When the prion protein misfolds and aggregates in humans, it can cause fatal neurodegenerative diseases such as Creutzfeldt-Jakob disease and Gerstmann–Sträussler–Scheinker syndrome.
These diseases have different symptoms, partly because the prion protein can misfold into different shapes. Just how a single protein can misfold into different aggregate conformations, however, has confounded scientists.
Now, Motomasa Tanaka and colleagues at the RIKEN Brain Science Institute in Wako have reported that small clusters of prion proteins called oligomers, which develop from monomer proteins, determine the eventual shape of the larger prion aggregate1. The findings were published in the journal Nature Chemical Biology in collaboration with researchers from the United States and from the RIKEN SPring-8 Center in Harima.
The research team used a yeast model system to study prion misfolding and aggregation, because yeast contain a prion-like protein called Sup35. This yeast protein misfolds into different aggregate conformations that cause the yeast to turn various colors—from white to pink—when they are grown on nutrient plates. A synthetic version of Sup35 can also form these distinct conformations when grown at different temperatures.
Using various biophysical techniques, the researchers observed that the synthetic Sup35 formed oligomers when they were grown at a low temperature, but not at a high temperature. The Sup35 grown at a low temperature made the yeast turn white, while Sup35 grown at a high temperature made the yeast turn pink. This suggests that the oligomers, formed at only the low temperature, may be an intermediate step in the formation of the larger aggregates that cause the ‘white’ phenotype.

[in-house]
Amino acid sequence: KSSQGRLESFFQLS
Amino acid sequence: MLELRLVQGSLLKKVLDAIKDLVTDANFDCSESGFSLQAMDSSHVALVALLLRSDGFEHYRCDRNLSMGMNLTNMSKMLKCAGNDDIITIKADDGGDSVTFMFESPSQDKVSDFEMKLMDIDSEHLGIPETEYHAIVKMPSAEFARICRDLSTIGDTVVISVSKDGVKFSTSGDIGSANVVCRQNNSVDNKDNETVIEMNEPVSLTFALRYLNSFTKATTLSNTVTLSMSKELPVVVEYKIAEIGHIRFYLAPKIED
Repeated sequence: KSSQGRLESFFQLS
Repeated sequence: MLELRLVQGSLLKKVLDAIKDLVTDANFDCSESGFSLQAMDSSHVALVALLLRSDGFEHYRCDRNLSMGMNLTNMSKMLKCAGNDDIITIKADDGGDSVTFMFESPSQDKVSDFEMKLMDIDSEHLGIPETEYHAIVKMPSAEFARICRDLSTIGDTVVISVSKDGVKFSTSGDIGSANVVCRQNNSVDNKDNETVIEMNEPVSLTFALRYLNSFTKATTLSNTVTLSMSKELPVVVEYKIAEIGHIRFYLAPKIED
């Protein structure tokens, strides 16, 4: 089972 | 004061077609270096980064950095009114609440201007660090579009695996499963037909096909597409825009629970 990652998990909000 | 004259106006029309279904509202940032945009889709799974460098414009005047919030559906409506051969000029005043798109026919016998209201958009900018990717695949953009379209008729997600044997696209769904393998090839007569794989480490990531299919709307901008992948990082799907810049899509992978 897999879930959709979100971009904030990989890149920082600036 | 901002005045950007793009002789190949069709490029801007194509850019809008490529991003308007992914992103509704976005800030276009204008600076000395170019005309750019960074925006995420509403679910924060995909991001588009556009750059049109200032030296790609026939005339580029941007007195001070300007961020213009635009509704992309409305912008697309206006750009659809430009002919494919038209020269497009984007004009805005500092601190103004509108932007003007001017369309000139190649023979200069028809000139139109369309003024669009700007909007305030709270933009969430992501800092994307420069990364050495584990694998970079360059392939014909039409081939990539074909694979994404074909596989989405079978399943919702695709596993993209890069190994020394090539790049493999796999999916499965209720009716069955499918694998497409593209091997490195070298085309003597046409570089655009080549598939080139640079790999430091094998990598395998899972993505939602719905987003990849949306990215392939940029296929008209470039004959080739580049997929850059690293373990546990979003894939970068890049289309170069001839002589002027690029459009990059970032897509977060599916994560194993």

The team then investigated which amino acid region of Sup35 is involved in the formation of the oligomer. By mutating various amino acids of the Sup35 protein, the researchers found that the parts of the protein required for oligomer formation were different to those required for creation of the larger aggregate. In addition, while oligomer formation was involved in acquisition of the ‘white’ phenotype, it was not required for driving the growth of the larger prion aggregate. These findings suggest that oligomers serve as an initial scaffold to determine the eventual shape—and therefore the physiological characteristics—of the larger prion aggregate. Tanaka proposes that “inhibiting these interactions between prion proteins could become a therapeutic strategy for the neurodegenerative prion diseases.”
The corresponding author for this highlight is based at the Tanaka Research Unit, RIKEN Brain Science Institute
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